Healthy partners…

  • Respect your boundaries and understand that your boundaries are your own and may look different than theirs. All partners’ boundaries must be mutually respected.
  • Support your goals academically, professionally and personally by caring about what matters to you.
  • Encourage you to maintain your independence outside of the relationship. Healthy relationships involve a mixture of time spent together and time spent apart.
  • Trust you. Healthy relationships require trust and kind communication. This means that when concerns do arise they are expressed with compassion and your partner trusts the decisions you make.

Consent must always be present, even in relationships.

Healthy relationships mean that everyone’s boundaries are respected and that consent is present. Consent is a sober, enthusiastic “yes!” given by all partners. It is active, which means consent must be present before every act and can be removed at any time.

Consent is...

  • Mutual: All partners involved in the activity must consent. If not everyone is excited about the activity, then consent isn’t in the room.
  • Voluntary: Consent is voluntary and freely given. If someone is coerced or forced in any way to offer consent, then it is not consent.
  • Clear: Know or it’s no. If you are unsure, then you do not have consent. Being under the influence of alcohol and/or drugs alters one’s thinking. When someone is under the influence of any of these substances they cannot consent.
  • Active: Consent is required before every act, every single time. Just because someone consented to some form of sexual activity earlier, does not mean they are consenting now. This also means anyone can change their mind during sexual activity; consent can be revoked at any time and must be an active part of the interaction.
  • Enthusiastic: A shrug of the shoulders or a “sure” isn’t going to suffice. Anything that leaves you wondering if the other person really does want to engage in the activity with you, isn’t consent. You want your partner(s) to be enthusiastic about the activity they are hoping to engage in with you.
  • Mandatory: Consent is required, even when in relationships. Being in a relationship with someone, of any capacity, does not negate the need for consent nor allow for consent to be assumed. There is no situation or relationship in which consent can be assumed.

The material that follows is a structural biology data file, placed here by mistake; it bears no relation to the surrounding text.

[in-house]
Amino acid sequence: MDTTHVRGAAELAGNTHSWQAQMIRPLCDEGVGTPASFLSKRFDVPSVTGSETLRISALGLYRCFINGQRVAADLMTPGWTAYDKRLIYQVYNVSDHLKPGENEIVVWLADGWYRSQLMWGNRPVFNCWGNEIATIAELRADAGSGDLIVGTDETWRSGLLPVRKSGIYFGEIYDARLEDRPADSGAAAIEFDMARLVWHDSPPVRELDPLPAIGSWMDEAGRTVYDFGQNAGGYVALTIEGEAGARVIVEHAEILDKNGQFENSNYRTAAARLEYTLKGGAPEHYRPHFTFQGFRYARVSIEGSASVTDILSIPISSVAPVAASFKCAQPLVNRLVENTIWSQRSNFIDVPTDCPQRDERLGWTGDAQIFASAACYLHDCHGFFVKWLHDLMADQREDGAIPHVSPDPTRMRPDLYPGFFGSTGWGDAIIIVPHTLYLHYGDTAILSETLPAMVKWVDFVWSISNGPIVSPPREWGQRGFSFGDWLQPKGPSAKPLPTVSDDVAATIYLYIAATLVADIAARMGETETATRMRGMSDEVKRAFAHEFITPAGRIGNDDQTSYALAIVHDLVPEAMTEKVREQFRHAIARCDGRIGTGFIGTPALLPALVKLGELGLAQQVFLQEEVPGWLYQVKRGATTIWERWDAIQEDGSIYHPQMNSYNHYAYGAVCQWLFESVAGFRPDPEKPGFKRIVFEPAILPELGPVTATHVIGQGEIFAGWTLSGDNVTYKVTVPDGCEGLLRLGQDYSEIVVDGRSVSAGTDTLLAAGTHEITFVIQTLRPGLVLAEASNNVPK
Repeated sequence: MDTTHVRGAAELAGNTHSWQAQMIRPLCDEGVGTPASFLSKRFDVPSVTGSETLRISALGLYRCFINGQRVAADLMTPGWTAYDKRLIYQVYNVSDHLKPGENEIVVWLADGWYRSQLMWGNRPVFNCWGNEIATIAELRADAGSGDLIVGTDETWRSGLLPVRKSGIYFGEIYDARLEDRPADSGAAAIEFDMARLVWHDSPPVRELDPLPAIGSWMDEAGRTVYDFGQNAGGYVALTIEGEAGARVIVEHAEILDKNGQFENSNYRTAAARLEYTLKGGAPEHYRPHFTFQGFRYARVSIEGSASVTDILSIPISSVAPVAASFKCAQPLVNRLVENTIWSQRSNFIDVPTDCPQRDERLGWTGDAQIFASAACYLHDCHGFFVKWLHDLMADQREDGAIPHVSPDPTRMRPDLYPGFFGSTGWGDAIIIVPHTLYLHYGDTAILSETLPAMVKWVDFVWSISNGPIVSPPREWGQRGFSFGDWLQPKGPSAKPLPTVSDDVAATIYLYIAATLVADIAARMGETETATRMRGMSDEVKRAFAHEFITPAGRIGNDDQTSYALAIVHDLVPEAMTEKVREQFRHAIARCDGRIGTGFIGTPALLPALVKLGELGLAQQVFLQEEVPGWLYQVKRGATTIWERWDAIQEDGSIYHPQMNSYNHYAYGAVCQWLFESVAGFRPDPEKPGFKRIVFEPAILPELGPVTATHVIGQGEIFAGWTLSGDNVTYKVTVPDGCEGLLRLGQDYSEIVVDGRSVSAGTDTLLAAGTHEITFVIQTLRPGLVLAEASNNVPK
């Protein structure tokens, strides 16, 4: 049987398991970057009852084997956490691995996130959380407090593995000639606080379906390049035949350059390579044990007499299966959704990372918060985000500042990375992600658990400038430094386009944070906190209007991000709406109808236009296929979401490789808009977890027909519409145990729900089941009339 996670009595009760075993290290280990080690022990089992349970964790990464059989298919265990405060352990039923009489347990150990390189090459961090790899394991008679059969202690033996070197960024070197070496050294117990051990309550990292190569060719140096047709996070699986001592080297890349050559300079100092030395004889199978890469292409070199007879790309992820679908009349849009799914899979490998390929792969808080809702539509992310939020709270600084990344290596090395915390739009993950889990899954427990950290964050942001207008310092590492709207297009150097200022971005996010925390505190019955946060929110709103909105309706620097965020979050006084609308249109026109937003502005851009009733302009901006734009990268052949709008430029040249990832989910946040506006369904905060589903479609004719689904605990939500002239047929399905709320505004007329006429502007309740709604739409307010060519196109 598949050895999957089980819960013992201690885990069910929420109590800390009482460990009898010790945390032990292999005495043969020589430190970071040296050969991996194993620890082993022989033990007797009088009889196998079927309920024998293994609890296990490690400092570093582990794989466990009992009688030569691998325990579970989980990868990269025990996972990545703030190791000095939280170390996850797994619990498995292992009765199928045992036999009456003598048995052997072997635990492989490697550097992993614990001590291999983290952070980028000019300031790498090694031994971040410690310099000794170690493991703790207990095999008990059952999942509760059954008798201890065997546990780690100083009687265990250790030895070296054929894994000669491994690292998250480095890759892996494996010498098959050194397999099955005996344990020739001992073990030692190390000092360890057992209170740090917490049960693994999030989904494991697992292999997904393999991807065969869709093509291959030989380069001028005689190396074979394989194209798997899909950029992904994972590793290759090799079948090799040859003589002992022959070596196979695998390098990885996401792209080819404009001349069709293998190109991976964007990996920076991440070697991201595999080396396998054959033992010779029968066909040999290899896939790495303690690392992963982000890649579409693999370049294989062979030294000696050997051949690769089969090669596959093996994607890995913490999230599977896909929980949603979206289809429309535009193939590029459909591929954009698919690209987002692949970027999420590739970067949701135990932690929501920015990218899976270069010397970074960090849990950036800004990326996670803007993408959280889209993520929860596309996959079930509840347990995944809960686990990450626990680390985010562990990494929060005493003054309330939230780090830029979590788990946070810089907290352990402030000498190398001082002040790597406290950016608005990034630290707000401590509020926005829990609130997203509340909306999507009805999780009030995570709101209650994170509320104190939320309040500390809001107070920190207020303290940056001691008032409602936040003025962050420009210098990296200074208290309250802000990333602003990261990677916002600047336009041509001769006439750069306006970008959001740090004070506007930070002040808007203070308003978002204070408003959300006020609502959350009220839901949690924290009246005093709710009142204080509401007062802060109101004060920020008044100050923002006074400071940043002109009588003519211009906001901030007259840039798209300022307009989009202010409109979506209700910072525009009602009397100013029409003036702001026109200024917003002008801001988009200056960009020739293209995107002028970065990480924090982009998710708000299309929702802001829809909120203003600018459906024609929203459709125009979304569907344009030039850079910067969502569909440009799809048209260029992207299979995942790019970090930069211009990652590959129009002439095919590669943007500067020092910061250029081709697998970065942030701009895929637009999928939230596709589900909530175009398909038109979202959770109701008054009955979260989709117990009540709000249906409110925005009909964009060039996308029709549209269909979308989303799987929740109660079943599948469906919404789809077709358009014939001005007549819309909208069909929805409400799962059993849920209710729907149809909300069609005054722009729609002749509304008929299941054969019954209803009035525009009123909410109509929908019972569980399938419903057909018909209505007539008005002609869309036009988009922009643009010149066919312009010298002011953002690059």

Unhealthy relationships include distrust and poor communication.

There is pervasive distrust in an unhealthy or abusive relationship and a lacking ability to take responsibility for one’s own actions. This lack of trust can often manifest in ways that attempt to control you, such as...

  • guilt-tripping. Your partner may use guilt to try to encourage or force you to do what they want.
  • giving ultimatums. This creates a false representation of reality which covertly forces you to decide between two things you should never have to decide between.
  • making threats to either harm themselves, your loved ones, your property and/or you in an attempt to force you to do what they want or to stay in the relationship.
  • dictating where you can go or even who you can talk to. This is often done in an attempt to limit, or even eliminate, your social circle so that you become even more reliant on your partner.

Unhealthy relationships turn abusive when there are threats or acts of violence, isolation, blame and fear. If you believe your friend is in an unhealthy or abusive relationship, talk to them in private and share your concerns. It can be difficult to support someone in an unhealthy or abusive relationship, so seek support for yourself as well.